Archaeologists announced this Wednesday the discovery of the tomb of a surgeon dating back more than a thousand years, before the rise of the Inca civilization, in a temple in northern Peru.
“We have managed to excavate a tomb more than a thousand years old of a character who fulfilled the function of a surgeon in the Sicanese culture,” archaeologist Carlos Elera told AFP.
The discovery occurred at the end of 2021 in the Mausoleo de Las Ventanas temple, located in the Bosque de Pómac Historical Reserve in the Lambayeque region, 800 kilometers north of the capital, Lima.
“The character was specialized in trepanation and his surgical instruments were dedicated to everything related to human skull surgery,” said Ilira, who is director of the National Museum of Sikani Culture.
The Sicanese culture, also known as the Lambayeque culture, emerged between 700 and 750 AD and lasted until 1375.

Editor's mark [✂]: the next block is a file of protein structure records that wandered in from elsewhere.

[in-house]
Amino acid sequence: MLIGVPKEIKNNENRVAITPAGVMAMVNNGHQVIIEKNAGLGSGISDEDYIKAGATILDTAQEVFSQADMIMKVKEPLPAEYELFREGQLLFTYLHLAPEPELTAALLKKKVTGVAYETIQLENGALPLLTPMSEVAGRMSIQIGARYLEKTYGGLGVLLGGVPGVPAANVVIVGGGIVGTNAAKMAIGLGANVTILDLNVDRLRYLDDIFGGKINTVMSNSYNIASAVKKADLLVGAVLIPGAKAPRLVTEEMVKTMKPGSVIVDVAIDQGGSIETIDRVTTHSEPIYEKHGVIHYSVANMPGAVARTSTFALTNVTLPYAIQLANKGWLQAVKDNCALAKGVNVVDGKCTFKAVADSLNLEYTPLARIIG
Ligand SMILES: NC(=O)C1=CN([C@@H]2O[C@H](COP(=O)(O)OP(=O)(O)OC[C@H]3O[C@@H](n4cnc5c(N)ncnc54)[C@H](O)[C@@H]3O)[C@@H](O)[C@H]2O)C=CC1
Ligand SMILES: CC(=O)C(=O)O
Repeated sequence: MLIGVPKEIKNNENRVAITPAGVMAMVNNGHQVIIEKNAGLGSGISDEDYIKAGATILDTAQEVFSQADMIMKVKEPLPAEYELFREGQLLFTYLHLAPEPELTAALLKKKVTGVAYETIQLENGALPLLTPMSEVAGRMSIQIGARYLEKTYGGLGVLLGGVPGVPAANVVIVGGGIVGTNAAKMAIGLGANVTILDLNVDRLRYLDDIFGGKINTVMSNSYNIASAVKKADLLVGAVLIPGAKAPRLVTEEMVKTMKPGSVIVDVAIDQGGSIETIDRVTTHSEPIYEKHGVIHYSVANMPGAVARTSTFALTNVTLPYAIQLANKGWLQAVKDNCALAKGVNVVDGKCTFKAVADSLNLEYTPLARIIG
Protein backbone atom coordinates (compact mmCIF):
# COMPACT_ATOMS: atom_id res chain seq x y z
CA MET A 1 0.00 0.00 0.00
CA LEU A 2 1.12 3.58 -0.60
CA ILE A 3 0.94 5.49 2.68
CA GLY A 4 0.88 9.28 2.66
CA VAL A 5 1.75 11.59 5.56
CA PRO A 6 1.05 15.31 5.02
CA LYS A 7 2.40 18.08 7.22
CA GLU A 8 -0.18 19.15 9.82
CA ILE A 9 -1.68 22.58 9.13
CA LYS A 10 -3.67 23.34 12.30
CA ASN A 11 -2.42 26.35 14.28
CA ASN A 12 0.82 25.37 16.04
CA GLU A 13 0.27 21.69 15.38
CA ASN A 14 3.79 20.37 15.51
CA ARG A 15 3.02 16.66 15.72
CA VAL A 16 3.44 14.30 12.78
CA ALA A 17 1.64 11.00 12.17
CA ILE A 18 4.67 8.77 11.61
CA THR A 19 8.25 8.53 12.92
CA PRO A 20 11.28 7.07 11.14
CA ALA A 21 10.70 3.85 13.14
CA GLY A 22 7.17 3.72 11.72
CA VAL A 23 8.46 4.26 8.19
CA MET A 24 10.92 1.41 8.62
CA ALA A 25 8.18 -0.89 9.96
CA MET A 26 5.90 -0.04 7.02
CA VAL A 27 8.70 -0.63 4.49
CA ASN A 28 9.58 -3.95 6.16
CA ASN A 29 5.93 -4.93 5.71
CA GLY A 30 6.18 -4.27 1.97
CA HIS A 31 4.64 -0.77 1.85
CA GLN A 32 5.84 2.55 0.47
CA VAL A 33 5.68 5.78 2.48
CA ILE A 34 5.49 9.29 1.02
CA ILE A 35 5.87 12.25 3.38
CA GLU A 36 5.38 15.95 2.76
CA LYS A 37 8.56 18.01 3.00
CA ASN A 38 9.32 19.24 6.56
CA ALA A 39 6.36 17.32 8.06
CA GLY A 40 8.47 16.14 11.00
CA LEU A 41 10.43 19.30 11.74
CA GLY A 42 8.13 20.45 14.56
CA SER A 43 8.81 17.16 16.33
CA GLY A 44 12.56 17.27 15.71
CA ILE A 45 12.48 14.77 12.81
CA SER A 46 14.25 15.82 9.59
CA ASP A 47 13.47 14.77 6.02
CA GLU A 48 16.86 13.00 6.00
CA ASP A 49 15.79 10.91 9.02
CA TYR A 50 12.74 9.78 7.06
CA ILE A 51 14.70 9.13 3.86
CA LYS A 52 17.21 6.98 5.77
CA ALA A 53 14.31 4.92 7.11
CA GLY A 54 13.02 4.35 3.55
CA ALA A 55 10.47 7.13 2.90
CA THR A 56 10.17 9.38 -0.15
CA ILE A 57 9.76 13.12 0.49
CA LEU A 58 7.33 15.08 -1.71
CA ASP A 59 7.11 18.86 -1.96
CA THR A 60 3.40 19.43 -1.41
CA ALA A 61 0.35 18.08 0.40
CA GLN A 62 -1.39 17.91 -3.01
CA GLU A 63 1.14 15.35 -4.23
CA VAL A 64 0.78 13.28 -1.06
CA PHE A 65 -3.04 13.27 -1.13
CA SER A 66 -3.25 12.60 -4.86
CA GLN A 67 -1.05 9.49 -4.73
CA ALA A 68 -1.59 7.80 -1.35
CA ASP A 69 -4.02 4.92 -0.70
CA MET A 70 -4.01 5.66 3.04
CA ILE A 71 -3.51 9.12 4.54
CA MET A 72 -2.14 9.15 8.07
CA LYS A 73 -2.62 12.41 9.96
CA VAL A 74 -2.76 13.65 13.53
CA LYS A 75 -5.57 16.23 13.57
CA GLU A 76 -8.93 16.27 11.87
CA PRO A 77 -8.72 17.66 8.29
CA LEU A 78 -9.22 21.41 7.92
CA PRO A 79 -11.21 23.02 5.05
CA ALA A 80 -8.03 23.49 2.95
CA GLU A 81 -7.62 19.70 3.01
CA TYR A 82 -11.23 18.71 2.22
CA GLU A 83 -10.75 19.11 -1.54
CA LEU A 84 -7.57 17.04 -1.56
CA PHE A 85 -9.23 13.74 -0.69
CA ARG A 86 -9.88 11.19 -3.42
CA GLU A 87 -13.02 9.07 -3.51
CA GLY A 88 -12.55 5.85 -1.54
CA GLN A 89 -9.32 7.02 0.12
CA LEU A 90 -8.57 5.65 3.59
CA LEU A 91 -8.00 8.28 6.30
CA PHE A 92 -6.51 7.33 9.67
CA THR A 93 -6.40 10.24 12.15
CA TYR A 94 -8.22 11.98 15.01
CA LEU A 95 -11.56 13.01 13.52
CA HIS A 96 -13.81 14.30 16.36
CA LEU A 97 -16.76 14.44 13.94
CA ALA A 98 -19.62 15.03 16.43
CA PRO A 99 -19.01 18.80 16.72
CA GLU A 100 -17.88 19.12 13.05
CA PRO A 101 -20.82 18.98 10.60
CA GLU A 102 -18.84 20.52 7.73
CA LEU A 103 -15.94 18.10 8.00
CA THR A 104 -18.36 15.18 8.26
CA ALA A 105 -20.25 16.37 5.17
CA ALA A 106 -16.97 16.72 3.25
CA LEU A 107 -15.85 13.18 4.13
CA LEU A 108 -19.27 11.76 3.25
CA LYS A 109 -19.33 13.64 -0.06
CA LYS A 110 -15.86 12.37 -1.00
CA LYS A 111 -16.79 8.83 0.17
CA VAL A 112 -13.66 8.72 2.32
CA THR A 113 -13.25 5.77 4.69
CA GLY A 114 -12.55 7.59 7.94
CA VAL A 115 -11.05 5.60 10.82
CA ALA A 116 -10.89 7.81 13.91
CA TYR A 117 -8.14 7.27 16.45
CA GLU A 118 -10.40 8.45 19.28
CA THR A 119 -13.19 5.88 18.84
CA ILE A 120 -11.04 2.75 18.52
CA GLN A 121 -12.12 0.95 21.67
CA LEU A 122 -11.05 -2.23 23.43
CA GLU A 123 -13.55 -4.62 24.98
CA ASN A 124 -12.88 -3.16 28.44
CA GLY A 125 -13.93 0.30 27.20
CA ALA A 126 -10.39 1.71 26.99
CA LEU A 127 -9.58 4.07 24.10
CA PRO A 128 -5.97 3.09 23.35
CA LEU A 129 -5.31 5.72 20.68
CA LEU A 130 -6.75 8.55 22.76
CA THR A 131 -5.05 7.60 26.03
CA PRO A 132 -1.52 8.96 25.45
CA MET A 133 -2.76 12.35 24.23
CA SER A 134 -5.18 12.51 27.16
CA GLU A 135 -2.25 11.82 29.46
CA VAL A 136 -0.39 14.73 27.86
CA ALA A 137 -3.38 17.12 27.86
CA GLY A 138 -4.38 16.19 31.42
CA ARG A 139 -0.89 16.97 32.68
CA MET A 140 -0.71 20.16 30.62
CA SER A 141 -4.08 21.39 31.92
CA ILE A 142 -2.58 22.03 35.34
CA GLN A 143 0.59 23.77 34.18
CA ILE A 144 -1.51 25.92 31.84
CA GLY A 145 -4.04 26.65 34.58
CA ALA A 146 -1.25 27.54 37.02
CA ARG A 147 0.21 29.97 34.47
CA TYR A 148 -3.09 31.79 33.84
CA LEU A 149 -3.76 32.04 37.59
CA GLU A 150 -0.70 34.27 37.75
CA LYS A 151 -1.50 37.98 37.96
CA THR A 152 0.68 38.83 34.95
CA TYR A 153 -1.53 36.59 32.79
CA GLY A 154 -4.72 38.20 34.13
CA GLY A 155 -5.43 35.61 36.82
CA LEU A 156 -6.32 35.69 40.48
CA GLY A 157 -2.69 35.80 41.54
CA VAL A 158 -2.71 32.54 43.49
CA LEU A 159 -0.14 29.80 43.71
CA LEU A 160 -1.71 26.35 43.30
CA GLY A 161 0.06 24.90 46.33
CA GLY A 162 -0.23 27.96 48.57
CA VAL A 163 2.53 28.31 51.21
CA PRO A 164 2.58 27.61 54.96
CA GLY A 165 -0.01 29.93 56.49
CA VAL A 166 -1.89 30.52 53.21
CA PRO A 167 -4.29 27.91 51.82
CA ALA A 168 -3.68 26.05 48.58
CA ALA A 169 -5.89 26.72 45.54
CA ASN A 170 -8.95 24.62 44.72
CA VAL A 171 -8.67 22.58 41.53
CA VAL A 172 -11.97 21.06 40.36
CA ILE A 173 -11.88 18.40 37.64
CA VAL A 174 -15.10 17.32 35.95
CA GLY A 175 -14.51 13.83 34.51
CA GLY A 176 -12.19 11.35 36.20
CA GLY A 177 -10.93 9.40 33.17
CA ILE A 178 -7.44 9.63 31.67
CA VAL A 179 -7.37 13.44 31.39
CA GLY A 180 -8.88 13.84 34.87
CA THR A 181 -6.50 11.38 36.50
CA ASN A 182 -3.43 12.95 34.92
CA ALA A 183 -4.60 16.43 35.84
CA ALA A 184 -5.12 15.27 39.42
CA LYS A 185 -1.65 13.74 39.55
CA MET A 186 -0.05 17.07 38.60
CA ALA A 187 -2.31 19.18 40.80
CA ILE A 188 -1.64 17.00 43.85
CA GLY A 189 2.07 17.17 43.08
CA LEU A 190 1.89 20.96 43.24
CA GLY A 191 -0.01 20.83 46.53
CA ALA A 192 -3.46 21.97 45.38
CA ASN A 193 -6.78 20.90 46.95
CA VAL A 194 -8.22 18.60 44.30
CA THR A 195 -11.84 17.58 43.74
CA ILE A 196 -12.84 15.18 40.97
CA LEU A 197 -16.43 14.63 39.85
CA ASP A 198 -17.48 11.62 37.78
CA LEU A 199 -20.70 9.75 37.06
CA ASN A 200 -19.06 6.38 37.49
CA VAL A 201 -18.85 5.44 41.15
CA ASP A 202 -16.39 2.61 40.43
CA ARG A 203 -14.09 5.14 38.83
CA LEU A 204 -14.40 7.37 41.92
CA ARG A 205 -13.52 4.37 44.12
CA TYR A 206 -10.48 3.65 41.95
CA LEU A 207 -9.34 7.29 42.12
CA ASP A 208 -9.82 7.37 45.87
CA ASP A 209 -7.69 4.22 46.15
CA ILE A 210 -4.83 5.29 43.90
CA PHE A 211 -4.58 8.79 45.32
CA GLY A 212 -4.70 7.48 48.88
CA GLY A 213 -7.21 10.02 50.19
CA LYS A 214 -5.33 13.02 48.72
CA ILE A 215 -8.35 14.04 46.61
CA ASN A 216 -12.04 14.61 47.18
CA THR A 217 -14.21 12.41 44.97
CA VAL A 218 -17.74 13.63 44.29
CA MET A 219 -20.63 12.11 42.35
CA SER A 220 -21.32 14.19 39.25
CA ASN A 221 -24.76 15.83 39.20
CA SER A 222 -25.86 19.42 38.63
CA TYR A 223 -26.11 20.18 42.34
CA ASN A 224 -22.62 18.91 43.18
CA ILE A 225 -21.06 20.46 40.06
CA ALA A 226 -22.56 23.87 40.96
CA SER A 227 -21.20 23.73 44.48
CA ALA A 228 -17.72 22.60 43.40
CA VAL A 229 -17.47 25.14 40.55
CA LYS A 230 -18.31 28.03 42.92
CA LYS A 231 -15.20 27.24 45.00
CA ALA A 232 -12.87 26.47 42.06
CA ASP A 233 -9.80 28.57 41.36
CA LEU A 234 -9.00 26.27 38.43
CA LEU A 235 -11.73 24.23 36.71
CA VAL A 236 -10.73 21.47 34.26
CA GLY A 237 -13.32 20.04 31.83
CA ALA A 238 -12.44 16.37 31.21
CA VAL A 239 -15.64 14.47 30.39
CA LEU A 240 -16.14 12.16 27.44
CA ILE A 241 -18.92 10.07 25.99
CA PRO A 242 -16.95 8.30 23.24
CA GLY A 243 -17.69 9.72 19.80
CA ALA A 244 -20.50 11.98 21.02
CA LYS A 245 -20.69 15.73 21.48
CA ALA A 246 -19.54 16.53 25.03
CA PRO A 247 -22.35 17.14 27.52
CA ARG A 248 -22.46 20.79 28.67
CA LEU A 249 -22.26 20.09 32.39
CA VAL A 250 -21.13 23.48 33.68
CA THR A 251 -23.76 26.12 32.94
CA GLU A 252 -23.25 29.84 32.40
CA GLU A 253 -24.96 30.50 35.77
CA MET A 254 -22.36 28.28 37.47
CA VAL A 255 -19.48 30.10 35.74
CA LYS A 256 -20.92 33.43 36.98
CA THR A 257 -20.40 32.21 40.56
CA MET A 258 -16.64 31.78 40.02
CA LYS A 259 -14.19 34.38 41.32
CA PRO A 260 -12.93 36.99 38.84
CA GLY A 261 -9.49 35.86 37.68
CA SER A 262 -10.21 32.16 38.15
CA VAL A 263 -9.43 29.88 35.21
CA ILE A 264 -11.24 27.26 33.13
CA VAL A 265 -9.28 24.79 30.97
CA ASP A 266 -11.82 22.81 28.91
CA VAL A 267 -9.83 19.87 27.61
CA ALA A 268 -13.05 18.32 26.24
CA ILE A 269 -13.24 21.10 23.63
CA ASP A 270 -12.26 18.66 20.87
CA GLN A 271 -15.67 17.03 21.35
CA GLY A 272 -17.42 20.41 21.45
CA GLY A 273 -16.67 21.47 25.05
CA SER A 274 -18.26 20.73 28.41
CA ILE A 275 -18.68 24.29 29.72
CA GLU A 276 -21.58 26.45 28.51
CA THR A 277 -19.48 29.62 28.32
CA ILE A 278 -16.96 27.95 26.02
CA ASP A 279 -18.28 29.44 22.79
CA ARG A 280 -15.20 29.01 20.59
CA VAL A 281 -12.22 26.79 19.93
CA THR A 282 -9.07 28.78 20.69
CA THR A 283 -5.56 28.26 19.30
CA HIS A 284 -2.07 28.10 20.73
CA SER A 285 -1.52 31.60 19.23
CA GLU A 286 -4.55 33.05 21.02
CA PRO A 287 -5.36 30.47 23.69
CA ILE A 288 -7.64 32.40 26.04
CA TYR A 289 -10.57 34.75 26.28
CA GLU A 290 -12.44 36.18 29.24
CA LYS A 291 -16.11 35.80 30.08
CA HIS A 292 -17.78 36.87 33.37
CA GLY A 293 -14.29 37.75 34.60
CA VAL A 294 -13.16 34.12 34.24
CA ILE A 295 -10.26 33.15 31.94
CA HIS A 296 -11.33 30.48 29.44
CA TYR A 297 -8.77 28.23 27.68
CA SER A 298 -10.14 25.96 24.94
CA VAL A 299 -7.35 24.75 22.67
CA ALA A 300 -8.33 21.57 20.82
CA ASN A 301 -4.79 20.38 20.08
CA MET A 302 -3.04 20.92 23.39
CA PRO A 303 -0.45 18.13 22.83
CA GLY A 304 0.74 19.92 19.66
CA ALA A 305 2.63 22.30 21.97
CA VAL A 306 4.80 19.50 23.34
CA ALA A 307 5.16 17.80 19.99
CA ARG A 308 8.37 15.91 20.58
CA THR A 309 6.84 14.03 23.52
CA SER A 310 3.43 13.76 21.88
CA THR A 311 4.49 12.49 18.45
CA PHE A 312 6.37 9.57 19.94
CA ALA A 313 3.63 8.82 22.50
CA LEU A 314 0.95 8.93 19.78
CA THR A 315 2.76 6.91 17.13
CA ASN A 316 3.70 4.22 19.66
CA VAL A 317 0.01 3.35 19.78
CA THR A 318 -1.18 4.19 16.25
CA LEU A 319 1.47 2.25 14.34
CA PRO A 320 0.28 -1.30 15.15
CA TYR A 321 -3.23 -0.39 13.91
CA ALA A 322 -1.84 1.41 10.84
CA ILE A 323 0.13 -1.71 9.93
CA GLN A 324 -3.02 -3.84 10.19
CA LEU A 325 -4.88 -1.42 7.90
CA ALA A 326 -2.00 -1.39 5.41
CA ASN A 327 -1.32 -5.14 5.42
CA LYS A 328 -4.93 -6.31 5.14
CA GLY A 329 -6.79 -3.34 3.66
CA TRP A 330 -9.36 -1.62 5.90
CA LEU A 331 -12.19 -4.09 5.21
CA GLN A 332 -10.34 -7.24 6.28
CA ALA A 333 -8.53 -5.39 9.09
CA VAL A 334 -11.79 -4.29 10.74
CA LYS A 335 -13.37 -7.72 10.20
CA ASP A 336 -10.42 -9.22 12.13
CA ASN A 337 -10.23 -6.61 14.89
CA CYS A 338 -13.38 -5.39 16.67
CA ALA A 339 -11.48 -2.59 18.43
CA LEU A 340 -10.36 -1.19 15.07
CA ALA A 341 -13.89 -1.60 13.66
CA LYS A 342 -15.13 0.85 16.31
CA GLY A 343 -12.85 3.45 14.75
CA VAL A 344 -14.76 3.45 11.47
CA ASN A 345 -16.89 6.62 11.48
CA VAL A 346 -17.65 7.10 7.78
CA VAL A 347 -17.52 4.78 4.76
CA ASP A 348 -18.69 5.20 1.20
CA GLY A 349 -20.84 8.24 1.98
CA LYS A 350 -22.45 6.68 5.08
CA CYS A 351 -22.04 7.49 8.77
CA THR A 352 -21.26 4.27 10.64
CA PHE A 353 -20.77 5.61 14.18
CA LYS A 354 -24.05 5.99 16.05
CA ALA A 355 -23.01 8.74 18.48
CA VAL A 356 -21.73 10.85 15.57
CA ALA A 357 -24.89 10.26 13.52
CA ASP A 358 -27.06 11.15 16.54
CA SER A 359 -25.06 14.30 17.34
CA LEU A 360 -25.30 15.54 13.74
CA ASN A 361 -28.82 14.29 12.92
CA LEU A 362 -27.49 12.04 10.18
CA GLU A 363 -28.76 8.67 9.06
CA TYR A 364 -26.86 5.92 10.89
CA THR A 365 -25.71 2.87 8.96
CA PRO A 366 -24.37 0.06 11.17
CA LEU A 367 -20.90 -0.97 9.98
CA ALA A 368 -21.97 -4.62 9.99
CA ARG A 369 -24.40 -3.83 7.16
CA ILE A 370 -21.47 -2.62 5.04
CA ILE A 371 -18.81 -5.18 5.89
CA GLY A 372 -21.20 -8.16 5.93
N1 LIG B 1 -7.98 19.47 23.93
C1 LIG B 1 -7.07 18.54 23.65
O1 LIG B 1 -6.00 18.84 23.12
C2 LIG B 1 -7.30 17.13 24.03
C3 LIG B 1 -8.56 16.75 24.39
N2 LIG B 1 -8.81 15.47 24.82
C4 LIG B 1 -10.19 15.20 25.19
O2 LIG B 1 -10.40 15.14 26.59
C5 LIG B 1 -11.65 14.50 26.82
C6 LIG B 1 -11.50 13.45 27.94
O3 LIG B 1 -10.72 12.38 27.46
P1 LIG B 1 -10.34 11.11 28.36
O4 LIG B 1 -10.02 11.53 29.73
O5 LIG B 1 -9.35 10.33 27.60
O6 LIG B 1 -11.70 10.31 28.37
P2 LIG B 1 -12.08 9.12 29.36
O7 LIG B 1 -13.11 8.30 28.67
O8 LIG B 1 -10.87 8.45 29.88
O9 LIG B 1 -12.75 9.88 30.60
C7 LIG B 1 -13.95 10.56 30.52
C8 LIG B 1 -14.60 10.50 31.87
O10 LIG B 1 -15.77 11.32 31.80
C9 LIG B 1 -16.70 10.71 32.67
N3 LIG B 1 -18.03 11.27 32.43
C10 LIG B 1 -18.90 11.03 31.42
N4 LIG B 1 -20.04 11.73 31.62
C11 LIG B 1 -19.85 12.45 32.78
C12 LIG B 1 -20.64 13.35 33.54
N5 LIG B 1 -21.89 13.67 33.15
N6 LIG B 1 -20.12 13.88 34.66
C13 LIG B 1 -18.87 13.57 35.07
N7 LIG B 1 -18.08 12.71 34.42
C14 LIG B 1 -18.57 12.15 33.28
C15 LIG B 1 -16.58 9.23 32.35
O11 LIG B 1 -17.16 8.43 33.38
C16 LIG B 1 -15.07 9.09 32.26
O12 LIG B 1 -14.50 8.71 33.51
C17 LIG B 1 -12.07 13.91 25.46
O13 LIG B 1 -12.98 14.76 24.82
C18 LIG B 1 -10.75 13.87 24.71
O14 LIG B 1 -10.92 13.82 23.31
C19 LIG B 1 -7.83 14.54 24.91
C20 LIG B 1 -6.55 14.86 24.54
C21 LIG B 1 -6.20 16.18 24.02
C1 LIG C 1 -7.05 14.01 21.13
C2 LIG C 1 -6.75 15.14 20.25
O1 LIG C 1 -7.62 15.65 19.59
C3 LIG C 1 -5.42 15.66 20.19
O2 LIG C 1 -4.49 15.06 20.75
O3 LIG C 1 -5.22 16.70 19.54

In pre-Columbian Peru, trepanation was a common practice to get rid of bruises or to remove broken skull bones, most likely during wartime clashes.
The coffin contained a gold mask, a large bronze pectoral and other pieces that attest to the position of the buried, who was found squatting by archaeologists.
“In the north of Peru, it is not uncommon to find this type of person,” Elera explained.
Among the surgical instruments discovered are knives with semicircular blades and others with wooden handles, awls and needles.
The archaeologists also found unspecified pieces of tree bark that may have been used as pain relievers.
“We compared the tools of the modern surgeon with these things to determine the similarities between them,” Elera said.